Margaret Anne Doody

Margaret Anne Doody, an emeritus professor of literature at the University of Notre Dame in Indiana, is the author of studies of Richardson and Frances Burney as well as The Daring Muse: Augustan Poetry Reconsidered and The True Story of the Novel. She has also published a number of detective novels set in Ancient Greece, in which Aristotle does the sleuthing. A long essay in the LRB, ‘Women Beware Men’, discussed the antifeminist backlash of the 1980s.

No Fol-de-Rols: men in suits

Margaret Anne Doody, 14 November 2002

What is it our mammas bewitches To plague us little boys with breeches? To tyrant Custom we must yield Whilst vanquished Reason flies the field. Our legs must suffer by ligation To keep the blood from circulation.

Our wiser ancestors wore brogues Before the surgeons bribed these rogues With narrow toes and heels like pegs To help to make us break our legs.

And to increase our other pains...

Royal Classic Knitwear: Iris and Laura

Margaret Anne Doody, 5 October 2000

Margaret Atwood’s tenth novel is both familiar and new. As it is an Atwood novel, we get eggs, a ravine, shit, snow, an ethereal double or sisterly doppelgänger, a bridge, a river, an act of violence – images and themes from her earlier fiction metamorphosed. The Blind Assassin also possesses the unusual lyrical sensuousness that distinguished Alias Grace (1996),...

The One We’d Like to Meet: myth

Margaret Anne Doody, 6 July 2000

Do real queens or goddesses get raped? Can beauty become vile? Such problems are raised by Helen of Troy, wife of King Menelaus, and by Sita, wife of Rama. Their stories (in multiple versions) are entertainingly retold and analysed by Wendy Doniger, a professor of the history of religions and of South-East Asian languages and civilisations. As Doniger – who can read Sanskrit and Hindi as well as Greek, Latin and modern languages – tells us, in the earliest versions of these stories (the Iliad and the Ramayana), both women are carried off by a rival to the husband king; both are ravished (or commit adultery). The kingly husband then fights his rival to retrieve his wife, in order to punish the abductor and his now guilty (or at least suspect) spouse. But the story of the stories of Helen and Sita does not end there.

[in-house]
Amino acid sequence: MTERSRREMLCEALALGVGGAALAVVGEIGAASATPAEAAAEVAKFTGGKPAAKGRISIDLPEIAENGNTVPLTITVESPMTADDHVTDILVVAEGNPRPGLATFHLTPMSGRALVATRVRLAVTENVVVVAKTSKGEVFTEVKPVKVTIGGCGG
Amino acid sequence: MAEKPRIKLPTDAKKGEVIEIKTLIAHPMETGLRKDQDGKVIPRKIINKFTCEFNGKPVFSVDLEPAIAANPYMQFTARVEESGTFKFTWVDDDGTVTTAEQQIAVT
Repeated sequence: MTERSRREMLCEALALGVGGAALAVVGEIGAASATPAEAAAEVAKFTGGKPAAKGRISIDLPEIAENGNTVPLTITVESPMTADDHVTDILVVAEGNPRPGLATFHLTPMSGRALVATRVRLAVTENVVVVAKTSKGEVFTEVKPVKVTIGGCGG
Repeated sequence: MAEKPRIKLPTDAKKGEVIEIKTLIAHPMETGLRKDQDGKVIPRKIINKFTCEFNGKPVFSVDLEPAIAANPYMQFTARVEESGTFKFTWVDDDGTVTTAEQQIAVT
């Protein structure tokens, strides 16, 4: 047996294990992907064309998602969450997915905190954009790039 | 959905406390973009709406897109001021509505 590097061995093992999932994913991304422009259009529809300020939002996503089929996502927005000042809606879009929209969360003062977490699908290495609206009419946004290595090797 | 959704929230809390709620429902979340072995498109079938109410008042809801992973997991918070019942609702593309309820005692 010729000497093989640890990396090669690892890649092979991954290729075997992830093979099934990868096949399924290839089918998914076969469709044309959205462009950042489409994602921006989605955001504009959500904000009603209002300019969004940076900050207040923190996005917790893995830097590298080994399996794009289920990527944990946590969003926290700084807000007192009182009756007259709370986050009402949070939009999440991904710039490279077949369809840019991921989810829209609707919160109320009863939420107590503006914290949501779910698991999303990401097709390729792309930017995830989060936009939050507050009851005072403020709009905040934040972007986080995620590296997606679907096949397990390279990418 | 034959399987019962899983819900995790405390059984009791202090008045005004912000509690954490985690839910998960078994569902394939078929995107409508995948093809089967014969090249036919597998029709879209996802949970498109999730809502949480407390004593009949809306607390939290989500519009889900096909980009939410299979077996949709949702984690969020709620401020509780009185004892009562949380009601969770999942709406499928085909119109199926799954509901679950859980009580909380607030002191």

I am an irregular verb: Laetitia Pilkington

Margaret Anne Doody, 22 January 1998

Laetitia Pilkington has been remembered chiefly as a source of information about Swift. In their happier days, she and her husband were friendly with Swift, whom it was in their interest to cultivate. She and her husband were rather small people, physically, socially and economically, but they were brave enough to have Swift as a visitor:

Boom and Bust

Margaret Anne Doody, 19 June 1997

‘The sexualised view of the breast,’ Marilyn Yalom asserts, is a Western phenomenon. Non-Western cultures, she assures us, ‘have their own fetishes’. This seems dismissive, running the risk of a National Geographic style of condescension, other cultures representing the (scorned) site of an (inferior) idyll in which everything hangs out, and there are no hang-ups. Women who have been ‘going abroad with their breasts uncovered since time immemorial’ are not necessarily bare of any cultural suspicions about them. Yalom has some of the vices and virtues of the writers of the Enlightenment in whose line she follows. If we see how changeable and culturally determined our view of ‘the breast’ is, we have, she believes, some chance of conquering the irrationality and superstition surrounding the fetishised object. What might happen then is not so clear.

Marshy Margins

Frank Kermode, 1 August 1996

Literary criticism seems to be putting on weight in its old age – Margaret Anne Doody’s book is well over three hundred thousand words and loaded with learning, which may appal the...

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Englamouring the humdrum

Rosemary Ashton, 23 November 1989

Gillian Beer’s Arguing with the past, a collection of essays published in recent years (with one, on Richardson and Milton, dating from as long ago as 1968), is richly written, contains...

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Alethea Hayter, 14 September 1989

In a spirited attempt to forestall criticism, Margaret Doody warns her readers that they may ‘feel horrified at what they they regard as a changeling-substitution of a mad Gothic feminist...

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